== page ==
“Yes,” replied Vladimir. “Will you accept the stonecote et cetera in exchange for four pieces of gold, should Cyril not best Yeshik in the race?”

Ilya turned to face the sea. “May the sea and its creatures gnaw my bones if I do not keep this bond.”

The oath, uttered in such seriousness, struck Cyril as ludicrous. But if he was to make his way among courtiers, he must adopt their habits.

Vladimir turned to Cyril. “Will you accept Ilya’s coins in like exchange?”

Cyril nodded.

“You must swear aloud,” Ilya said forcefully.

As Ilya spoke, Cyril experienced an odd shift within. One moment he had been suppressing the urge to laugh at the pomp of it all, but at Ilya’s prompting, Cyril suddenly recognized the dignity of such an oath. He would do it. Of course he would. Moreover, he would make all his future oaths in like fashion. No matter that his father would have disapproved. His father, Cyril thought with pity, had never known what it was to dwell among courtiers.

Cyril pulled his shoulders back and turned to face the Siren Sea. “May the sea and its creatures gnaw my bones if I do not keep this bond.”

Though the sea was calm, a slight swell crashed onto the shore as he spoke, as if to devour the words. The wave receded, and Cyril felt a slight chill. What if he were to lose the race? But that was foolishness. He was the better swimmer by any estimation. And already he could imagine the respect this victory would garner over the evening meal. Perhaps this would be the very thing to gain him a position with one of these lads’ fathers.

Ilya passed him the gold coins, which Cyril then returned, asking Ilya to hold them while the race was underway.

A few of the younger lads cheered. Yeshik clapped Cyril on the back again.

“Let us race!” Yeshik cried.

The lads advanced to the water’s edge. Gentle waves lapped over Cyril’s feet. The water was not cold, but clouds had begun to move in. When one covered the sun, Cyril shivered, eager to launch himself.

The racers stared straight ahead, awaiting the signal. A white neck cloth was rolled into a tight ball and thrown high into the air. It unfurled almost at once, becoming a length of fabric that rippled like a standard before lazily touching down on the water. The two boys plunged into the sea.


Chapter Eleven

Diogenes and Astrid had at long last reached the duke’s cottage, where they would rest for the night. Diogenes set to, securing their belongings against foul weather. The not-princess herself saw to the horse, having explained that she loved such work.

Astrid was much pleasanter company than Diogenes had bargained on. He would never have taken her for someone who knew her way around horses, but she had removed its harness aright and asked for its brush, and Diogenes had surrendered the horse to her care.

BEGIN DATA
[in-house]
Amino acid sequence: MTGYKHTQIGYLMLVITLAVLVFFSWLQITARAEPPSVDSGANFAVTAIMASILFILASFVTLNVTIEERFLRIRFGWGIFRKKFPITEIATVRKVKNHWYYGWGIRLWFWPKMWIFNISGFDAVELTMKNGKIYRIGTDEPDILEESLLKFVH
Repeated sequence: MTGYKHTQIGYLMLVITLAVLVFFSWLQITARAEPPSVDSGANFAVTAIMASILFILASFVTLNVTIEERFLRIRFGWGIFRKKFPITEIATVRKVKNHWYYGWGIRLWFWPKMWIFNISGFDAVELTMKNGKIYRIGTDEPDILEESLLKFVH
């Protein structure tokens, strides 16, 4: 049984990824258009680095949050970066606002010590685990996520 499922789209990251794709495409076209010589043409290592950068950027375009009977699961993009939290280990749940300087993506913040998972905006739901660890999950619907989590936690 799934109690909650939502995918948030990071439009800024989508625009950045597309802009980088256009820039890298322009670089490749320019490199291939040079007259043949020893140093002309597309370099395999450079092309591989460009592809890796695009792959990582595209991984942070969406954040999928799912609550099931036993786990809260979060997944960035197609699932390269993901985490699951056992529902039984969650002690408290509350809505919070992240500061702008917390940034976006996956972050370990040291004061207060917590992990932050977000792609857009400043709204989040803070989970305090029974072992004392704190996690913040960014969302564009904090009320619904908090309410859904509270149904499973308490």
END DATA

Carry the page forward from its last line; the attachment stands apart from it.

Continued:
He was thus the first inside the cottage. He found a simple clay oil lamp and struck flint against pyrite stone until sparks caught a small piece of straw on fire. This, he used to light the flaxen rope within the lamp. It sputtered to life, casting long shadows in the small cottage. He was finishing the lighting of two additional lamps when the girl came inside, announcing that the horse had been watered and secured for the night.

“This place is like a small storehouse,” said the girl, looking about.

Diogenes, too, had marveled at the rows of small barrels and stone jars that filled two of the walls of the dwelling.

“I suppose that if Lord Bartholomes were caught unawares by snowfall, he could last quite a while here,” said the girl. “Now, which of these barrels has that honey cake you promised? I can make nothing of your Rosiyska alphabet.” As she said this, she drew a finger along the curved lettering that indicated a barrel of dried fish.

“Let me see,” said Diogenes, making his way along one of the shelves.

Oi!” cried the girl.

Diogenes whirled to see what was amiss.

“I think it’s dead,” she said.

“You think what is—” Diogenes broke off as he spied a dead rat near the girl. “Oh. Yes. Very dead.”

“There’s another over here,” she said, pointing.

“And a dead mouse in this corner as well,” said Diogenes, now intently observing the floor.

“How very unpleasant.”

“I’ll take them outside, shall I?”

“Oh, I can do it,” replied the girl. “I can’t read the labels on the food, so you must do that. I shall do … this.”

Diogenes nodded, pleased the girl was not squeamish. Searching a high row, he located a container marked “cake” and lifted it down from the shelf.

On opening it, however, he released a curse and hurriedly replaced the lid.

“What is it?” asked the girl, who was gathering the dead rodents into a linen sack.

“The food inside is spoilt,” said Diogenes. “I shall find another.”

“Spoiled how?”

“Rodent droppings and … and a mouse in an unpleasant state of decay.”

He reached for another barrel marked “cake.” On opening it, however, he found more evidence of visitation by rodents.

“Lord Bartholomes ought to have been more careful choosing whoever was tasked with sealing his stock of food,” remarked Astrid.

“This one looks well enough,” said Diogenes.

He reached inside to remove the cake for further inspection.

“We can eat this,” he said, after undoing its brandy-soaked linen wrap.

“Diogenes …”

He looked up and saw that Astrid’s face had gone pale and worried.

“What is it?” he asked using his knife to slice a large piece from off the cake.

“Do not eat that,” said the girl.

“What do you mean? Why ever not?” He cut a slice for the girl.

“The rats. The mice. Why should they have died in a room full of food?”

Diogenes shrugged. He brought the slice to his mouth.

“No!” Astrid batted the sliced cake, and it fell to the ground.